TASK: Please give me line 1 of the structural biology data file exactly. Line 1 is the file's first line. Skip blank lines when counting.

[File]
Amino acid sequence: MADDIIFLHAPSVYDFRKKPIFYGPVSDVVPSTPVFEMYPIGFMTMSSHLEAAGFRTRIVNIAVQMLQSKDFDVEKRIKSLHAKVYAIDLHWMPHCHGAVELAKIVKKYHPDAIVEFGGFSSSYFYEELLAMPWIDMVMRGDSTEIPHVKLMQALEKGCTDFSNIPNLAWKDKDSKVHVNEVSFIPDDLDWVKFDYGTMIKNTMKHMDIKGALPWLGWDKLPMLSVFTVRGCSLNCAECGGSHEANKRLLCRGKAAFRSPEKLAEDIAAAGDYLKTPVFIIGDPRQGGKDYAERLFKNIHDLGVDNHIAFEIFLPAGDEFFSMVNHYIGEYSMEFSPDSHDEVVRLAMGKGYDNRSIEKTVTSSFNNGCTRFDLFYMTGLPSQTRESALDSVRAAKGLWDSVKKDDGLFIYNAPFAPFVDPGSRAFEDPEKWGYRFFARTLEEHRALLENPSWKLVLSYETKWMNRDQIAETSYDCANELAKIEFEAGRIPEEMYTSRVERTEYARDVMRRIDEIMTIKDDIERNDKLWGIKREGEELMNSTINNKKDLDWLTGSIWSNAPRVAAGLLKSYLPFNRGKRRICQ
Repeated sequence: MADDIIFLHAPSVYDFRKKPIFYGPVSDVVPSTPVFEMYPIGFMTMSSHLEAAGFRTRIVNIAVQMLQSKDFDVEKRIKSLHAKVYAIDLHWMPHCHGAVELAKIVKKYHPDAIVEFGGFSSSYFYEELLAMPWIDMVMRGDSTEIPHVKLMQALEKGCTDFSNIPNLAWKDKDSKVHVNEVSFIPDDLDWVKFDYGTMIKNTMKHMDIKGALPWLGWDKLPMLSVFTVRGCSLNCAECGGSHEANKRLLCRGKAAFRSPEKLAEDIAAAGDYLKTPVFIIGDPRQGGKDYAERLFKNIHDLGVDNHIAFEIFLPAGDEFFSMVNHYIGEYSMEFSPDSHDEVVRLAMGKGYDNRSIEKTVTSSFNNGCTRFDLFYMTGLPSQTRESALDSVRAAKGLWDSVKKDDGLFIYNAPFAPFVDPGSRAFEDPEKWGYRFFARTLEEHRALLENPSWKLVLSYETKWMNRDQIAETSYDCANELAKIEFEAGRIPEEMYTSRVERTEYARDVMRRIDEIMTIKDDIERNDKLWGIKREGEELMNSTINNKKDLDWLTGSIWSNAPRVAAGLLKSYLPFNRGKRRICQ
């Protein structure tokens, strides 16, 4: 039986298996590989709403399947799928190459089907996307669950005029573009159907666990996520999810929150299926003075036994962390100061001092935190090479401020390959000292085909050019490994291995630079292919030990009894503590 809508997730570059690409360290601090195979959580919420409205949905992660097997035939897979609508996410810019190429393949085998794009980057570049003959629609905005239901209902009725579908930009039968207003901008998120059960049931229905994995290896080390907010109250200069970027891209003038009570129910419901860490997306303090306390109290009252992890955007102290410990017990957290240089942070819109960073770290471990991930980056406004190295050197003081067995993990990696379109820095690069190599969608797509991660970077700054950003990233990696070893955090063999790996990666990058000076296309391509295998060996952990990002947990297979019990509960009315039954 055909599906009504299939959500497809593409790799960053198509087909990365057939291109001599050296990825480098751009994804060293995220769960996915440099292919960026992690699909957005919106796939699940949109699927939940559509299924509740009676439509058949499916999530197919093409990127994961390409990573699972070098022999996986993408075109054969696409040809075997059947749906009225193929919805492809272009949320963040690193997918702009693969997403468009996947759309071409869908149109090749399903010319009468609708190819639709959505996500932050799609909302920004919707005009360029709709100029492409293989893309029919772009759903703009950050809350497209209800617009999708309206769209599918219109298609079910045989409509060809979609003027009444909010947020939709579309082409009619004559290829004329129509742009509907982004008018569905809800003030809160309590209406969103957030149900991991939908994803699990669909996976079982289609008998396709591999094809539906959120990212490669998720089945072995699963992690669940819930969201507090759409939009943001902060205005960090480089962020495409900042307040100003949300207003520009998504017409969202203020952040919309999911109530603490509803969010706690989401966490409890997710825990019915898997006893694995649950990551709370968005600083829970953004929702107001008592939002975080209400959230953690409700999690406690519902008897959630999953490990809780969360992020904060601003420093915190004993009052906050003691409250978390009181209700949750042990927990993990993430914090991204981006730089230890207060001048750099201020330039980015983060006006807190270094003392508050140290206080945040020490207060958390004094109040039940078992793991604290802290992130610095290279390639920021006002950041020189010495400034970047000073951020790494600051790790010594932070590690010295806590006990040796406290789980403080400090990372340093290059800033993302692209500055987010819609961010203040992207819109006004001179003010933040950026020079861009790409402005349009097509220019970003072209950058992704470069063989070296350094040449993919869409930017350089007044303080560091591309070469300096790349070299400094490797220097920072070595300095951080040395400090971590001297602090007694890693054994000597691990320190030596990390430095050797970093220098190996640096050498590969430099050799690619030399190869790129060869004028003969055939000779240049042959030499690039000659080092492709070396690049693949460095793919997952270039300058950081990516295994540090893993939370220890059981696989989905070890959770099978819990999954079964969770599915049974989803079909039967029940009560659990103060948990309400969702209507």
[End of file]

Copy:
Amino acid sequence: MADDIIFLHAPSVYDFRKKPIFYGPVSDVVPSTPVFEMYPIGFMTMSSHLEAAGFRTRIVNIAVQMLQSKDFDVEKRIKSLHAKVYAIDLHWMPHCHGAVELAKIVKKYHPDAIVEFGGFSSSYFYEELLAMPWIDMVMRGDSTEIPHVKLMQALEKGCTDFSNIPNLAWKDKDSKVHVNEVSFIPDDLDWVKFDYGTMIKNTMKHMDIKGALPWLGWDKLPMLSVFTVRGCSLNCAECGGSHEANKRLLCRGKAAFRSPEKLAEDIAAAGDYLKTPVFIIGDPRQGGKDYAERLFKNIHDLGVDNHIAFEIFLPAGDEFFSMVNHYIGEYSMEFSPDSHDEVVRLAMGKGYDNRSIEKTVTSSFNNGCTRFDLFYMTGLPSQTRESALDSVRAAKGLWDSVKKDDGLFIYNAPFAPFVDPGSRAFEDPEKWGYRFFARTLEEHRALLENPSWKLVLSYETKWMNRDQIAETSYDCANELAKIEFEAGRIPEEMYTSRVERTEYARDVMRRIDEIMTIKDDIERNDKLWGIKREGEELMNSTINNKKDLDWLTGSIWSNAPRVAAGLLKSYLPFNRGKRRICQ